Security researchers have disclosed two separate vulnerabilities affecting Acer Quick Access software and the Asus ATK Package, both of which are pre-installed on the respective manufacturers machines.
Acer shipped 4.2 million units in Q3 2019, while Asus shipped 3.8 million in the same timeframe, representing 11.8 percent of the entire global PC market, according to Gartner.
"The vulnerabilities which we found in ASUS and Acer provide an attacker the ability to execute a malicious on behalf of these companies’ signed and trusted binaries, which can lead to bypass certain AVs as the AV thinks the malicious operations are performed by ASUS or Acer. In Acer’s case, there is also a chance that an attacker can gain privilege escalation (getting high privileges as a normal user)", said Peleg Hadar, Security Researcher, SafeBreach Labs.
The vulnerability in the ASUS ATK Package (CVE-2019-19235) centres on the "ASLDR Service" (AsLdrSrv.exe), the executable for which is is signed by ‘ASUSTek Computer Inc.’ The exploitation technique involves implanting an arbitrary unsigned executable which is executed by the signed service that runs as NT AUTHORITY\SYSTEM (the most privileged user account).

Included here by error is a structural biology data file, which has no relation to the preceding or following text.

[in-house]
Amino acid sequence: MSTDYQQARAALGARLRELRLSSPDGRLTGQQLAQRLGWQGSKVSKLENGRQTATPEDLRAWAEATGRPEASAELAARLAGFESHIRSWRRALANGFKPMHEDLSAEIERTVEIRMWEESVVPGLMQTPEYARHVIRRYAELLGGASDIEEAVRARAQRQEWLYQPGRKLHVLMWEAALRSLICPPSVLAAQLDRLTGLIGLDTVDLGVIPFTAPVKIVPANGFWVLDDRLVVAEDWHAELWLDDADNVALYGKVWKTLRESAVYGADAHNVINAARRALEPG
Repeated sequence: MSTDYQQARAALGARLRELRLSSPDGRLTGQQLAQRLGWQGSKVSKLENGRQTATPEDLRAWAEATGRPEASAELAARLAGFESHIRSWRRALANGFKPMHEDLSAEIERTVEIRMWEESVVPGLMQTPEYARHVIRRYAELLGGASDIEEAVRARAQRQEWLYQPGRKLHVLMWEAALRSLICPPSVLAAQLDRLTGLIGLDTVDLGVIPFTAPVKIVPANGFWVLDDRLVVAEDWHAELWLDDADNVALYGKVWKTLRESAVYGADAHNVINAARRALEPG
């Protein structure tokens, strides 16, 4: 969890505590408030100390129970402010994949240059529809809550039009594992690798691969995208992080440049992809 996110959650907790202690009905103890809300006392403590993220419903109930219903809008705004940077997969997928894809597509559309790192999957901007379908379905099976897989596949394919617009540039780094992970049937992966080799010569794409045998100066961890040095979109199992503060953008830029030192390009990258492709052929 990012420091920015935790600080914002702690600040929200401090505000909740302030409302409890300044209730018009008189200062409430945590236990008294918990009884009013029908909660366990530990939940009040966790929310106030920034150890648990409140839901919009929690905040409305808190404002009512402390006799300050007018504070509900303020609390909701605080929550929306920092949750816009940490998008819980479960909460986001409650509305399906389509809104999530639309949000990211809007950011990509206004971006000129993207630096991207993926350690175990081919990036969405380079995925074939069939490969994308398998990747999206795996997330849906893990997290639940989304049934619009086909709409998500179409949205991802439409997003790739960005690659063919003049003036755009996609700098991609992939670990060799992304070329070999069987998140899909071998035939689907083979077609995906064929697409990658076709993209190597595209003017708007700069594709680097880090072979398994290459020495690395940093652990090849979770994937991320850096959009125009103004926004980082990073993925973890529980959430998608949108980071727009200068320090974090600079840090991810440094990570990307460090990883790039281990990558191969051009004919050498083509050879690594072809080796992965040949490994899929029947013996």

"If the attacker finds a way for a malicious payload to be executed by AsLdrSrv.exe, the service can be used as an application whitelisting bypass", noted the SafeBreach researchers. In addition, the service automatically starts once the computer boots, which makes it a potential target for an attacker to be used as a persistence mechanism.
The vulnerability was reported to Asus on 2 September, was confirmed by Asus on 5 September, a new driver released on 7 October and a patched version on 21 October. Affected versions are ATK Package version 1.0.0060 and all prior versions.
The Acer Quick Access software vulnerability (CVE-2019-18670) could potentially be used in order to achieve persistence, defence evasion and in some cases privilege escalation. The preinstalled software software allows the user to toggle individual wireless devices on or off, change power-off USB charge settings, modify network sharing options, and a variety of other tasks. However, part of the software is running as a service which is executed as "NT AUTHORITY\SYSTEM," which gives it with very powerful permissions.
However, the researchers were able to use DLL hijacking to load an arbitrary unsigned DLL into the system, as the Quick Access software tries to load 3 DLL files on startup by calling the LoadLibraryW WinAPI function instead of the safer LoadLibraryExW, and does not verify whether the DLLs are signed.
"The vulnerability gives attackers the ability to load and execute malicious payloads using a signed service. This ability might be abused by an attacker, for example to achieve Application Whitelisting Bypass for purposes such as execution and evasion", explained the researchers.
The vulnerability was reported to Acer on 24 September, was confirmed by Acer on 1 October, and patched on 7 October. Affected versions are Acer Quick Access v2.01.3000 - v.201.3027 and Acer Quick Access v3.00.3000 - v3.00.3008.